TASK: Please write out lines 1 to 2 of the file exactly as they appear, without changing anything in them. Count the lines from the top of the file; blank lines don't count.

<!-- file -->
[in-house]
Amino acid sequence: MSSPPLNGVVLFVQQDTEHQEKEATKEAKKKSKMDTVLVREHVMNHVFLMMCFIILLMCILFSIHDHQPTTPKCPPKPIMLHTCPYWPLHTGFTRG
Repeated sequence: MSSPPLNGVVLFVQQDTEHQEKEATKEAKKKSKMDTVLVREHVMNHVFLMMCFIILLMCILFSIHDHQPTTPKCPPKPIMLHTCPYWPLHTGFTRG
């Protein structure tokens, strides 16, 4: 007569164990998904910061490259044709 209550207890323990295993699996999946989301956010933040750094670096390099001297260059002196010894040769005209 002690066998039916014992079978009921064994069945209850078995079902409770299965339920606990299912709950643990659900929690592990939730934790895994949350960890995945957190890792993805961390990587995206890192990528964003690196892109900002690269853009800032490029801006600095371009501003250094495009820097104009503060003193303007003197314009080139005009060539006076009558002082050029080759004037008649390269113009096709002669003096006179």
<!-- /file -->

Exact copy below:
[in-house]
Amino acid sequence: MSSPPLNGVVLFVQQDTEHQEKEATKEAKKKSKMDTVLVREHVMNHVFLMMCFIILLMCILFSIHDHQPTTPKCPPKPIMLHTCPYWPLHTGFTRG